By David Hegg
While much attention is focused on America’s rising financial deficit, there may be an even more troubling social trend on the rise. According to a recent AP-GfK poll, only one-third of our neighbors think we can be trusted.
The fact that we live in an increasingly suspicious society isn’t really news to most of us. We’ve all been taken in by the half-truths and blatant untruths that regularly flow from both Madison and Pennsylvania avenues. But it seems even more insidious when we realize we have good reason not to trust the each other. Apparently, we have a pervasive problem with our individual ethics.
The research speaks to a falling off of what is termed “societal trust.” This refers to the common tendency to trust those around us to do the right thing, mean what they say, and keep their commitments. It also assumes that in a given situation, honesty will rule, and the good of the many will drive personal action. In practical terms it means we don’t have to lock our cars when we go into the store, can leave our iPad to reserve a table at Starbucks while ordering our drink, and assume that a briefcase left at the restaurant where we ate lunch will be kept safely until we return to retrieve it.
And if you winced at any of those examples, you’re probably part of the 66% who increasingly believe it is unwise to trust people.
The problems that flow from a general lack of trust are many. Without trust there can be no profitable negotiation, no assumption that directives will be carried out, and no certainty that production and efficiency will happen. Without trust there can be no true fiduciary responsibility, and every enterprise that depends on our entrusting something to them will ultimately be degraded. And it goes without saying that an erosion of common, societal trust will leave us even more isolated from one another than we already are.
In every human society relationship is essential. You can’t live without it. Yet, every healthy relationship springs from the soil of trust. Think about it. Businesses flourish because of relationships built on trust, as do sports teams and families. Marriages that provide long-term joy and safety are trust-dependent and trust-driven. It is not an overstatement to say that trust is to relationship what oxygen is to life.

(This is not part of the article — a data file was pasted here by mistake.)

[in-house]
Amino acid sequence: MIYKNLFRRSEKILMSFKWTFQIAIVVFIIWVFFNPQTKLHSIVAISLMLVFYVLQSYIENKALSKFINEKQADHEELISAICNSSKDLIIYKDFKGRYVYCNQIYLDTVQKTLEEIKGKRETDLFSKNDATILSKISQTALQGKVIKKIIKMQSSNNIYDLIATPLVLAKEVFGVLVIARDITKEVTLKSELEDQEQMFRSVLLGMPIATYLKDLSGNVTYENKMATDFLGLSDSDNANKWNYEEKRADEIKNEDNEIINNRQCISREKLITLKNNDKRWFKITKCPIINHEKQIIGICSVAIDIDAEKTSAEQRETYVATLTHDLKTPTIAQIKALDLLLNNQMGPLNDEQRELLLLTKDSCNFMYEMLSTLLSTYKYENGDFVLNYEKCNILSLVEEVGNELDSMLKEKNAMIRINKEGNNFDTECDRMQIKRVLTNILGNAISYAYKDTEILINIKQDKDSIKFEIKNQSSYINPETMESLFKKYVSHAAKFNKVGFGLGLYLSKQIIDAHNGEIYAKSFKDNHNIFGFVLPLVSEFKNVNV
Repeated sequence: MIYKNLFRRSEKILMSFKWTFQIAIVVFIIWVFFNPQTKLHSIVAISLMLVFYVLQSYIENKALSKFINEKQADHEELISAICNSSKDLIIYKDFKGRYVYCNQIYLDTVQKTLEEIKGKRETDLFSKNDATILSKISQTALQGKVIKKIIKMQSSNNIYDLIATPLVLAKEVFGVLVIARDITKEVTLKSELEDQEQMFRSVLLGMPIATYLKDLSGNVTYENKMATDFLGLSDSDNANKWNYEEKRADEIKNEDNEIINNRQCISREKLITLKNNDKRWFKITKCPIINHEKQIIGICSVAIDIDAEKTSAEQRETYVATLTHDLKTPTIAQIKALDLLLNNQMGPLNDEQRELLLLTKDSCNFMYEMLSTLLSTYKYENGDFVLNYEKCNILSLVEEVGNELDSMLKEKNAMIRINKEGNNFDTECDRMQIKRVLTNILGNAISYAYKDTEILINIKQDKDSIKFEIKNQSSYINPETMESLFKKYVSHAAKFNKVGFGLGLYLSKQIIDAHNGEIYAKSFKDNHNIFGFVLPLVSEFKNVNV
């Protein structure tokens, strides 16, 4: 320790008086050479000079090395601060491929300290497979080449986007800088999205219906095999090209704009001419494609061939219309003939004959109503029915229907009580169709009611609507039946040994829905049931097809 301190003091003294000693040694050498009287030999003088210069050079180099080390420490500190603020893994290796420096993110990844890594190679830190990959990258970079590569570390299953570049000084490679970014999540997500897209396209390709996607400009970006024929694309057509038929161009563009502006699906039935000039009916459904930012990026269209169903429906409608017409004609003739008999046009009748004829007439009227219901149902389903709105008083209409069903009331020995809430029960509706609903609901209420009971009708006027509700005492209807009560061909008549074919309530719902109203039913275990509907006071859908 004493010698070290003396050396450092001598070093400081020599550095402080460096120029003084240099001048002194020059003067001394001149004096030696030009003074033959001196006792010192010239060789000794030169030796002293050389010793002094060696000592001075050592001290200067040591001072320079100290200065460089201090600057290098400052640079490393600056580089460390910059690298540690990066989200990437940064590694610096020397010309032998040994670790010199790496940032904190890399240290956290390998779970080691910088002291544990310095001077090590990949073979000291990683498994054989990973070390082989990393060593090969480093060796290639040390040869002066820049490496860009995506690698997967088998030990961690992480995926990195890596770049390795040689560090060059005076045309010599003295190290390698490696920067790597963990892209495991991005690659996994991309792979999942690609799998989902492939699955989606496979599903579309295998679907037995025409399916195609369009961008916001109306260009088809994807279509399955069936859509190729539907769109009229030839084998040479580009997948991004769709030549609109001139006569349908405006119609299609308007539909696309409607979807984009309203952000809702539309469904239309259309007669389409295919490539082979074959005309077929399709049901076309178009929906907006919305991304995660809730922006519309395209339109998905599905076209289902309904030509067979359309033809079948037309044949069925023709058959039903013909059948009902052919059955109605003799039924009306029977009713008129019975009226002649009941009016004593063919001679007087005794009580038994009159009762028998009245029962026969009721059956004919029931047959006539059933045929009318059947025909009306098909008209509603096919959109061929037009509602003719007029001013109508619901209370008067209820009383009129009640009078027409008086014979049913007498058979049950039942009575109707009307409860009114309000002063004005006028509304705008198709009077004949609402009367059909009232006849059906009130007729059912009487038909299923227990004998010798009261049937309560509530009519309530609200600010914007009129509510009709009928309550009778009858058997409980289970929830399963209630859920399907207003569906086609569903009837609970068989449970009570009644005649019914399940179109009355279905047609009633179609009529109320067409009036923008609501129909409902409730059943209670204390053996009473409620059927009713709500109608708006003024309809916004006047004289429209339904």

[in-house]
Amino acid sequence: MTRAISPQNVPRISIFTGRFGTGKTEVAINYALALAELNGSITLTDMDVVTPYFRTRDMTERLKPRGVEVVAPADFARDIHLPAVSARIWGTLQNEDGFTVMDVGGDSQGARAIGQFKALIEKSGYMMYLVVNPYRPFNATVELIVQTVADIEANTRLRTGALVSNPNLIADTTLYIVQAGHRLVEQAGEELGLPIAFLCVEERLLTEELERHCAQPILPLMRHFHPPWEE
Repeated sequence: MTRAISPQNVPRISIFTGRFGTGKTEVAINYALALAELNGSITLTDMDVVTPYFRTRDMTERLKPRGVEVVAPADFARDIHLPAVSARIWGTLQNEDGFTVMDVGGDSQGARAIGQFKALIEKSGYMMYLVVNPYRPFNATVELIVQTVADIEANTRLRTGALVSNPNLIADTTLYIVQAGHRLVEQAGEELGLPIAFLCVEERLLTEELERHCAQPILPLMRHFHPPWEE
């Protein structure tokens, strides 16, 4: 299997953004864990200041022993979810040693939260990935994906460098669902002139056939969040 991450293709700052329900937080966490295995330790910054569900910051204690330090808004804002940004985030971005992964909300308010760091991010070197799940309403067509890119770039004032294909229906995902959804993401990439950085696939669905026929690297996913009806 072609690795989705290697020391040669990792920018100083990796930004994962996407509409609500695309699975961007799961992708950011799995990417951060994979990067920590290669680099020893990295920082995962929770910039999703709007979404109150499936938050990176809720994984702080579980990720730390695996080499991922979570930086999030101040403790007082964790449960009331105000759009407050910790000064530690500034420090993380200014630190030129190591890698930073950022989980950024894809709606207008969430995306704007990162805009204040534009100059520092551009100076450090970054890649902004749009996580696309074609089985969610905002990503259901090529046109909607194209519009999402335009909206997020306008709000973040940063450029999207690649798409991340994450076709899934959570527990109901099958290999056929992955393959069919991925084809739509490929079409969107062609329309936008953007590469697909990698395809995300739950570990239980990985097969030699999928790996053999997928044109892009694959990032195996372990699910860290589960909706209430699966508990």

Without it we die.
But if we dig down deeper we’ll find that trust is not an end in itself. It rises from something even more fundamental. Trust is the flower that grows on the stem of a radically consistent way of life. You can only trust what you can safely predict when it comes to the way another person will think and act. And this kind of consistency will be evidence that the trustworthy person has, at his or her core, an inviolable belief system composed of propositional truths to which they have made a purposeful commitment. In other words, a worldview that shapes who they are, and who you may safely trust them to be. They are people who possess, and are possessed by, conviction.
The problem we are facing is not merely a diminishing level of societal trust. It is much graver than that. What we are seeing is a pervasive dismantling of the very concepts of right and wrong. Absolute truth has suddenly become passé while pragmatism and relativism have become fashionable. But these can never provide a solid foundation for belief, much less action. And so we watch as America leaves its intellectual and ethical moorings in order to sail on the sea of individualism and tolerance run amok.
It’s time to reconsider our tendency to throw away traditional values. It’s time to reconstitute our fundamental American belief that we are one nation under God, and that God’s Word still provides the best option for creating and maintaining an ethical society that desires to be the best hope of the world. It’s time to recover our convictions. It’s time to become people our clients, neighbors and children can trust.
It’s time. Trust me.
Local resident David Hegg is senior pastor of Grace Baptist Church. “Ethically Speaking” appears Sundays.